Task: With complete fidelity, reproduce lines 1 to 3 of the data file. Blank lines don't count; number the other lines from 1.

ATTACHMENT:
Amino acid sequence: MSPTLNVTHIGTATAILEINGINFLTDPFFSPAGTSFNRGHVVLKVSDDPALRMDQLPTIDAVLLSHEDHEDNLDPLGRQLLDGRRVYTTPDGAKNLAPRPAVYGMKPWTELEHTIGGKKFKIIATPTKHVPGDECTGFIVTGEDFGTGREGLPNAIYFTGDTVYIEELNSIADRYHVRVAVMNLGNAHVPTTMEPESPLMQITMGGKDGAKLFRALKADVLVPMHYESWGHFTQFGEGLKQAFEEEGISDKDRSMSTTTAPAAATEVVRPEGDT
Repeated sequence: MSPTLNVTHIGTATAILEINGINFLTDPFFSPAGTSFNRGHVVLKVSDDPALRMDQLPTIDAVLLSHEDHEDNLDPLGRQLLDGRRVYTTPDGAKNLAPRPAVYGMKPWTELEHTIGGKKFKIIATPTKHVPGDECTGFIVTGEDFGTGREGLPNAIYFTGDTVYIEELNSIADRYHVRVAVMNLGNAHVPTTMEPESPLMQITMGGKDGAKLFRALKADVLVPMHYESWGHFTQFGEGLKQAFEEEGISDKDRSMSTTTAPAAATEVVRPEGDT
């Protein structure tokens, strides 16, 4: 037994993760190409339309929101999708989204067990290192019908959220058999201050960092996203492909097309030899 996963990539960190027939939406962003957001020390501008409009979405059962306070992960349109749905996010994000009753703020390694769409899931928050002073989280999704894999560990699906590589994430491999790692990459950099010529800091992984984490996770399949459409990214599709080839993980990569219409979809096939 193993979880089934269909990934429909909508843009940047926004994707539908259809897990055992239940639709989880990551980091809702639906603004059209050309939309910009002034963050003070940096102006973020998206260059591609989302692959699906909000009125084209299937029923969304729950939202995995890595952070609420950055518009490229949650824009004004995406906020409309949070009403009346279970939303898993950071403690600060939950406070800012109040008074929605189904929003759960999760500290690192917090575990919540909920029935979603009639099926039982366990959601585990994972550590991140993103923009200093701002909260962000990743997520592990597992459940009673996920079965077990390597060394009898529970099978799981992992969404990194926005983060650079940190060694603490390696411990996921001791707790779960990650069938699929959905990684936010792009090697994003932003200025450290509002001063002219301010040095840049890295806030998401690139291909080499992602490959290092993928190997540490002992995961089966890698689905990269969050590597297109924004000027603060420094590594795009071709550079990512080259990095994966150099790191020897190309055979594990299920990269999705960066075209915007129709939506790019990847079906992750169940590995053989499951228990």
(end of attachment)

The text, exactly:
Amino acid sequence: MSPTLNVTHIGTATAILEINGINFLTDPFFSPAGTSFNRGHVVLKVSDDPALRMDQLPTIDAVLLSHEDHEDNLDPLGRQLLDGRRVYTTPDGAKNLAPRPAVYGMKPWTELEHTIGGKKFKIIATPTKHVPGDECTGFIVTGEDFGTGREGLPNAIYFTGDTVYIEELNSIADRYHVRVAVMNLGNAHVPTTMEPESPLMQITMGGKDGAKLFRALKADVLVPMHYESWGHFTQFGEGLKQAFEEEGISDKDRSMSTTTAPAAATEVVRPEGDT
Repeated sequence: MSPTLNVTHIGTATAILEINGINFLTDPFFSPAGTSFNRGHVVLKVSDDPALRMDQLPTIDAVLLSHEDHEDNLDPLGRQLLDGRRVYTTPDGAKNLAPRPAVYGMKPWTELEHTIGGKKFKIIATPTKHVPGDECTGFIVTGEDFGTGREGLPNAIYFTGDTVYIEELNSIADRYHVRVAVMNLGNAHVPTTMEPESPLMQITMGGKDGAKLFRALKADVLVPMHYESWGHFTQFGEGLKQAFEEEGISDKDRSMSTTTAPAAATEVVRPEGDT
């Protein structure tokens, strides 16, 4: 037994993760190409339309929101999708989204067990290192019908959220058999201050960092996203492909097309030899 996963990539960190027939939406962003957001020390501008409009979405059962306070992960349109749905996010994000009753703020390694769409899931928050002073989280999704894999560990699906590589994430491999790692990459950099010529800091992984984490996770399949459409990214599709080839993980990569219409979809096939 193993979880089934269909990934429909909508843009940047926004994707539908259809897990055992239940639709989880990551980091809702639906603004059209050309939309910009002034963050003070940096102006973020998206260059591609989302692959699906909000009125084209299937029923969304729950939202995995890595952070609420950055518009490229949650824009004004995406906020409309949070009403009346279970939303898993950071403690600060939950406070800012109040008074929605189904929003759960999760500290690192917090575990919540909920029935979603009639099926039982366990959601585990994972550590991140993103923009200093701002909260962000990743997520592990597992459940009673996920079965077990390597060394009898529970099978799981992992969404990194926005983060650079940190060694603490390696411990996921001791707790779960990650069938699929959905990684936010792009090697994003932003200025450290509002001063002219301010040095840049890295806030998401690139291909080499992602490959290092993928190997540490002992995961089966890698689905990269969050590597297109924004000027603060420094590594795009071709550079990512080259990095994966150099790191020897190309055979594990299920990269999705960066075209915007129709939506790019990847079906992750169940590995053989499951228990």